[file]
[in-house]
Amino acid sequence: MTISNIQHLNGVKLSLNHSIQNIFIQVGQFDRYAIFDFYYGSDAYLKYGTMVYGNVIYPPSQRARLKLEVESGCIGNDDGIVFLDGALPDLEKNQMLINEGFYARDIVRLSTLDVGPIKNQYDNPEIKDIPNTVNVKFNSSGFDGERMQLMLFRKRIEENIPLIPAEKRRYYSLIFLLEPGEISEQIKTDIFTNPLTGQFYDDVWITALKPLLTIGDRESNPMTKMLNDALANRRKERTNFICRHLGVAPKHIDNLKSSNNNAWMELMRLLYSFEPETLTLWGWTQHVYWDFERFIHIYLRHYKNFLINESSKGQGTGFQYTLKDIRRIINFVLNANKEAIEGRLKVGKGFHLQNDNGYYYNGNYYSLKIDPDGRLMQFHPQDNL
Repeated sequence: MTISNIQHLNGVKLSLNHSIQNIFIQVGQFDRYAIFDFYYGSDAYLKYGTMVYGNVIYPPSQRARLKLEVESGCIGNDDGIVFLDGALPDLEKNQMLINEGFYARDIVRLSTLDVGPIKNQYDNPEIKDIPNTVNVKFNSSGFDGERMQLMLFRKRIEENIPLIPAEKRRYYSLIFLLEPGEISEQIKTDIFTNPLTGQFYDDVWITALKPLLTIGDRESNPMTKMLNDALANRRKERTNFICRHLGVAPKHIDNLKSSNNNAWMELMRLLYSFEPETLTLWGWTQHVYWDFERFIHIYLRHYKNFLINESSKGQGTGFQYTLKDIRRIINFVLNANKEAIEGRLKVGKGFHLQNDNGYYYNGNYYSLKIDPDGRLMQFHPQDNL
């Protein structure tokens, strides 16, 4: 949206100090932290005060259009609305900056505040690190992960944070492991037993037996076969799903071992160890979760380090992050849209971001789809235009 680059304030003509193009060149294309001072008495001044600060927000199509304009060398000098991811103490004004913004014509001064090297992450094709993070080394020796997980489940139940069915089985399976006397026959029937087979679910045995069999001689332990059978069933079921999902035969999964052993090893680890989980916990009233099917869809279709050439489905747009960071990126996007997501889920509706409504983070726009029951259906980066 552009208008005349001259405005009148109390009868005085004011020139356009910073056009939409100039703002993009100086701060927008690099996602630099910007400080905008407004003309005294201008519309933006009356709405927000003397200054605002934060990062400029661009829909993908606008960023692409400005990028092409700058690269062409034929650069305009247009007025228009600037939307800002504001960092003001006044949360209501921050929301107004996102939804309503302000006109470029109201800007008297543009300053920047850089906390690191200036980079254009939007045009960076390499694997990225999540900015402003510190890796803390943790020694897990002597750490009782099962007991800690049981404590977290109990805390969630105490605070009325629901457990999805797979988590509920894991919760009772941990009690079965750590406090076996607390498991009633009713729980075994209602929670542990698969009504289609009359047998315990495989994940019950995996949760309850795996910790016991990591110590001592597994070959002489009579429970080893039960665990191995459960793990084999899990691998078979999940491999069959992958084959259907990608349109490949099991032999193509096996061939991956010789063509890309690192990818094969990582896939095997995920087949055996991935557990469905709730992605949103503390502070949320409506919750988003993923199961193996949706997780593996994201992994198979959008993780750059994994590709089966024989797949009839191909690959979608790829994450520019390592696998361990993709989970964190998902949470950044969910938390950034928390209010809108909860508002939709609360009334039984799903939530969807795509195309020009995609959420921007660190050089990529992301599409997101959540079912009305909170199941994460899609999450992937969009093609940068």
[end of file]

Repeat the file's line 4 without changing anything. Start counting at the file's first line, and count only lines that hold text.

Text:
């Protein structure tokens, strides 16, 4: 949206100090932290005060259009609305900056505040690190992960944070492991037993037996076969799903071992160890979760380090992050849209971001789809235009 680059304030003509193009060149294309001072008495001044600060927000199509304009060398000098991811103490004004913004014509001064090297992450094709993070080394020796997980489940139940069915089985399976006397026959029937087979679910045995069999001689332990059978069933079921999902035969999964052993090893680890989980916990009233099917869809279709050439489905747009960071990126996007997501889920509706409504983070726009029951259906980066 552009208008005349001259405005009148109390009868005085004011020139356009910073056009939409100039703002993009100086701060927008690099996602630099910007400080905008407004003309005294201008519309933006009356709405927000003397200054605002934060990062400029661009829909993908606008960023692409400005990028092409700058690269062409034929650069305009247009007025228009600037939307800002504001960092003001006044949360209501921050929301107004996102939804309503302000006109470029109201800007008297543009300053920047850089906390690191200036980079254009939007045009960076390499694997990225999540900015402003510190890796803390943790020694897990002597750490009782099962007991800690049981404590977290109990805390969630105490605070009325629901457990999805797979988590509920894991919760009772941990009690079965750590406090076996607390498991009633009713729980075994209602929670542990698969009504289609009359047998315990495989994940019950995996949760309850795996910790016991990591110590001592597994070959002489009579429970080893039960665990191995459960793990084999899990691998078979999940491999069959992958084959259907990608349109490949099991032999193509096996061939991956010789063509890309690192990818094969990582896939095997995920087949055996991935557990469905709730992605949103503390502070949320409506919750988003993923199961193996949706997780593996994201992994198979959008993780750059994994590709089966024989797949009839191909690959979608790829994450520019390592696998361990993709989970964190998902949470950044969910938390950034928390209010809108909860508002939709609360009334039984799903939530969807795509195309020009995609959420921007660190050089990529992301599409997101959540079912009305909170199941994460899609999450992937969009093609940068």